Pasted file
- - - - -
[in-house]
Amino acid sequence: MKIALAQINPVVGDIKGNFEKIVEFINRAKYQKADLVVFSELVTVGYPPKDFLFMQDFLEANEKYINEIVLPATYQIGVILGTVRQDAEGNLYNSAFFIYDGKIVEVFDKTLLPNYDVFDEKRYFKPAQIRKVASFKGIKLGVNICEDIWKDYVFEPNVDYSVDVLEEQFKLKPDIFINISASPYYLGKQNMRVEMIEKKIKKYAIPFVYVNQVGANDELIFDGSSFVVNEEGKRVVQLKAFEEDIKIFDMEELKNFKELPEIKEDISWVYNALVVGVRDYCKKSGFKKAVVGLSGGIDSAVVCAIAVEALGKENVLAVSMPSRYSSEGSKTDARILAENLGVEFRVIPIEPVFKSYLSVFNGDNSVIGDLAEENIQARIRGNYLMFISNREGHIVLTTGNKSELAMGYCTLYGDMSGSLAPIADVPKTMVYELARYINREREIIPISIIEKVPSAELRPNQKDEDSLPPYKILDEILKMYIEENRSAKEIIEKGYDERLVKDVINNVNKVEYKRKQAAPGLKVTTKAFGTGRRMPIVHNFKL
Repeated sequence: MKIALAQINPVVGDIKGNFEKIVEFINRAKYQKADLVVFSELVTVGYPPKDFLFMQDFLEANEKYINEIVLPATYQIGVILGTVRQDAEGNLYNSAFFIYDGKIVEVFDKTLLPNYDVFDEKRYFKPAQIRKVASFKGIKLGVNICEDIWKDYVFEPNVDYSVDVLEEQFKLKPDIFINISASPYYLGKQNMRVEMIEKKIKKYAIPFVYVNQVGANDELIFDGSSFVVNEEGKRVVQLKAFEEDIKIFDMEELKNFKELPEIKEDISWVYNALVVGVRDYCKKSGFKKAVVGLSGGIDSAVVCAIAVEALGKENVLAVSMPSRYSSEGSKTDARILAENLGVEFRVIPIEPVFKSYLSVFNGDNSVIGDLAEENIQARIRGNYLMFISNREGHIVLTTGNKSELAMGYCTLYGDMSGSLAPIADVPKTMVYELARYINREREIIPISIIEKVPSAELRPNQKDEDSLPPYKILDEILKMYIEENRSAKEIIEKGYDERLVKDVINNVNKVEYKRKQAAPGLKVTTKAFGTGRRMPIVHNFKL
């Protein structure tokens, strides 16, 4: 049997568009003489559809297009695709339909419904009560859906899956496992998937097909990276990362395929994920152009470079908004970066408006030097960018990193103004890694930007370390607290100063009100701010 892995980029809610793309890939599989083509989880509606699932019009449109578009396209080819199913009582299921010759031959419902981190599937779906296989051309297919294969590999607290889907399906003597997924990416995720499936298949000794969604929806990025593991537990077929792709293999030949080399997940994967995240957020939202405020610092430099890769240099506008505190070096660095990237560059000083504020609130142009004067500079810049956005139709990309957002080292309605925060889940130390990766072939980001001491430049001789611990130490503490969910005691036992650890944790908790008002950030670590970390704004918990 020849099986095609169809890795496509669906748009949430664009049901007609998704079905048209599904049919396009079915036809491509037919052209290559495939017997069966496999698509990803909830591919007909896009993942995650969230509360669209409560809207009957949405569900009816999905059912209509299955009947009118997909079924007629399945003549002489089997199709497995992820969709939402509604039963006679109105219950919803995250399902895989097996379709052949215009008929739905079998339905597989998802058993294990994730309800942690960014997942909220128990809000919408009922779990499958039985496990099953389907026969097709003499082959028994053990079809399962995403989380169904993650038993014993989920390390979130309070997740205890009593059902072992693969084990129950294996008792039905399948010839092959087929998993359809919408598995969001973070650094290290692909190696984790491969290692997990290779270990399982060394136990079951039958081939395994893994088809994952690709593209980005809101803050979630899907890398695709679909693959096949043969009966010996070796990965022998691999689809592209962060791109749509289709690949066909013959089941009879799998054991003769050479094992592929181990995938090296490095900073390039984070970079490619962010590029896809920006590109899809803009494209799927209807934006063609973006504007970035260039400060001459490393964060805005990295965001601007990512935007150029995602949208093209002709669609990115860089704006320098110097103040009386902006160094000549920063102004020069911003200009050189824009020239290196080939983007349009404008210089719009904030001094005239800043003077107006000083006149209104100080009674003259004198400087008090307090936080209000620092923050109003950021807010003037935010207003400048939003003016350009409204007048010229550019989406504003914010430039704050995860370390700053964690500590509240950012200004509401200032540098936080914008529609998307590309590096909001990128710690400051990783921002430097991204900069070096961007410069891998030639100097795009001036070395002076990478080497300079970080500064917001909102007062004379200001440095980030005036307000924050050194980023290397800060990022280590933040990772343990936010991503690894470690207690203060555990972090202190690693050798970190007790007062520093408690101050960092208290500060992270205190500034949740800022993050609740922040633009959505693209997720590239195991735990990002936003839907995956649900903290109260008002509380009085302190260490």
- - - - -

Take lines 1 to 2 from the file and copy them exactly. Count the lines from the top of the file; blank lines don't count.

[in-house]
Amino acid sequence: MKIALAQINPVVGDIKGNFEKIVEFINRAKYQKADLVVFSELVTVGYPPKDFLFMQDFLEANEKYINEIVLPATYQIGVILGTVRQDAEGNLYNSAFFIYDGKIVEVFDKTLLPNYDVFDEKRYFKPAQIRKVASFKGIKLGVNICEDIWKDYVFEPNVDYSVDVLEEQFKLKPDIFINISASPYYLGKQNMRVEMIEKKIKKYAIPFVYVNQVGANDELIFDGSSFVVNEEGKRVVQLKAFEEDIKIFDMEELKNFKELPEIKEDISWVYNALVVGVRDYCKKSGFKKAVVGLSGGIDSAVVCAIAVEALGKENVLAVSMPSRYSSEGSKTDARILAENLGVEFRVIPIEPVFKSYLSVFNGDNSVIGDLAEENIQARIRGNYLMFISNREGHIVLTTGNKSELAMGYCTLYGDMSGSLAPIADVPKTMVYELARYINREREIIPISIIEKVPSAELRPNQKDEDSLPPYKILDEILKMYIEENRSAKEIIEKGYDERLVKDVINNVNKVEYKRKQAAPGLKVTTKAFGTGRRMPIVHNFKL